Let's look at five teams that are giving players 25 years old or younger expanded minutes and touches:
While Phoenix's perpetual rebuild may be numbing from a real-life NBA perspective, they are starting to gain some reliable traction in terms of fantasy production. Their high-pace attack isn't seven seconds or less, but it's leading to some real statistical growth.
Coming off a big February (17.7 PPG, 6.5 RPG, 1.1 BPG, 0.8 SPG, 0.8 3PG), I'm excited to see what Jackson does over the season's final leg. His 3-point percentage (26.5 3FG% in February, 22.2 3FG% in March) is still disquieting at best, but the attempts are there (3.0 per game for March).
If you're looking for upside, pay attention to the Suns' bigs. Chriss, Len and Bender can all produce, but Chriss has the highest fantasy ceiling.
The NBA warned the Bulls about their resting players for tanking purposes. Unfortunately, that probably means more timeshares down the stretch, as the Bulls will be pressed to keep more players involved.
Still, the Bulls have some interesting names for fantasy purposes. Valentine has been inconsistent but has thrown up some impactful lines over the past two weeks.
Coach Dave Joerger seems committed to rotational uncertainty. Why he would relegate an obvious talent like Labissiere to the bench is somewhat mystifying.
Despite the yo-yoing of the rotation, the Kings are delivering for fantasy. Over the last 15 days, they still registered an impressive seven players in positive Player Rater territory. If you're looking for help in 3-pointers, the Kings have multiple sources of aid, including Hield, Bogdanovic and the rising Jackson.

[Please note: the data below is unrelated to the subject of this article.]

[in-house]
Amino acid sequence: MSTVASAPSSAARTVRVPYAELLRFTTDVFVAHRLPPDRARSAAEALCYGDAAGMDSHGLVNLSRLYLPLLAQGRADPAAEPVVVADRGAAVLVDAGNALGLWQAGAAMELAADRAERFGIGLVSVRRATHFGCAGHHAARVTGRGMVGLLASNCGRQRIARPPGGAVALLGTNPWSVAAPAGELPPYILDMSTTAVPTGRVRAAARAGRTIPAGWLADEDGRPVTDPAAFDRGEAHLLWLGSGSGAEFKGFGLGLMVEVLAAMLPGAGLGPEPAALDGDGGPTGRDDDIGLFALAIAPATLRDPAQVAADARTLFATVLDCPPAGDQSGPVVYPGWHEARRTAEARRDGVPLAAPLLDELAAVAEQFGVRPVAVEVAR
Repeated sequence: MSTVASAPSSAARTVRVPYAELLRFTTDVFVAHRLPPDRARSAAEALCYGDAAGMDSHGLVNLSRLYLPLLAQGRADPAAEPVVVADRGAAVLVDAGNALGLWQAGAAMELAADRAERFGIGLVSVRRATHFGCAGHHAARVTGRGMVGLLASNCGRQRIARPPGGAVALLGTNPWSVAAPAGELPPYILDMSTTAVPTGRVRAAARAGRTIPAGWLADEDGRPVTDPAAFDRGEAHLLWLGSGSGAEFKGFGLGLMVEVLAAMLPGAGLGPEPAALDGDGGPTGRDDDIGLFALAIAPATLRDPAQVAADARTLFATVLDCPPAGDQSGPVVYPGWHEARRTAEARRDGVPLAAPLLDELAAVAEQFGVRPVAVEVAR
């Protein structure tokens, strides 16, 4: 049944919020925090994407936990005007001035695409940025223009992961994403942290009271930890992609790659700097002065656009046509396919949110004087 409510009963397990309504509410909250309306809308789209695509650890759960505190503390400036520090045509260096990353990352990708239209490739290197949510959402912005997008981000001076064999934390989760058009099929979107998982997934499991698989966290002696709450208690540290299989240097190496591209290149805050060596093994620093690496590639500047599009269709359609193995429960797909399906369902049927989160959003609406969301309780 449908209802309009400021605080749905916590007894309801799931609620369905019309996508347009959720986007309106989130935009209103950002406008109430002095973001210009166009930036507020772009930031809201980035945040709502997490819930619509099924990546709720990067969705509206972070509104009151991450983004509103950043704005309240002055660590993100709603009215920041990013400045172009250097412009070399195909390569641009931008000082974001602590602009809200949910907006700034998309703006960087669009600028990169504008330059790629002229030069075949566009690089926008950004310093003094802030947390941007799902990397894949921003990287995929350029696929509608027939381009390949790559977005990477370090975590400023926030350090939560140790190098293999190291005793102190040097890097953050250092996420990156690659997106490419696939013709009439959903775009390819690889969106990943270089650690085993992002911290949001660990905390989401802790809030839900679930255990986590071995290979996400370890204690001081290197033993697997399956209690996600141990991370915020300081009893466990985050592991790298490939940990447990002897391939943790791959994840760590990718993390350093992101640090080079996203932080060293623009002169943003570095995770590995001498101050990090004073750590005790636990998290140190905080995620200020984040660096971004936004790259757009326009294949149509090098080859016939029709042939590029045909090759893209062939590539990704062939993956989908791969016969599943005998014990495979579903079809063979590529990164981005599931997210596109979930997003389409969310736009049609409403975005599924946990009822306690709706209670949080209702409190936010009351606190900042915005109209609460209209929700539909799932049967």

The change of scenery appears to have left Mudiay's middling fantasy potential ... unchanged. Watch for Burke to overtake him in the starting lineup.
Has there been a more valuable waiver-wire team than the Nets this season? Despite a lack of front-line fantasy talent, the Nets have landed nine players on the deep-league radar.
Brooks is precisely the kind of young player who will step up in the endgame stage -- he's on a team starved for offense that is willing to bear the odd 4-of-14 night.
Endgame players to watch: Lonzo Ball
It's a very small sample, but Ball's outside shooting is much improved since returning from injury. He's hitting 50 percent of his 3s during his past five games.
Endgame players to watch: Dewayne Dedmon
I've written at surprising length about Dedmon this season, but Prince has emerged as the late season jewel in coach Mike Budenholzer's fantasy-friendly system.
Endgame players to watch: Jonathan Isaac
Hezonja used the Magic's injury troubles to his advantage. His February (15.5 PPG, 5.0 RPG, 1.7 3PG, 40.4 3FG%) advertised just why the Magic used a fifth-overall pick on him in 2016.
Endgame players to watch: None
One doesn't think of the Hornets as a hotbed of young talent, but both Kaminsky and Lamb have started to show some consistency. Kaminsky's stretch-4 potential is especially intriguing, but he's going to need to start supplementing his points and 3s with some other categories (e.g., he is averaging an anemic 3.7 rebounds per game).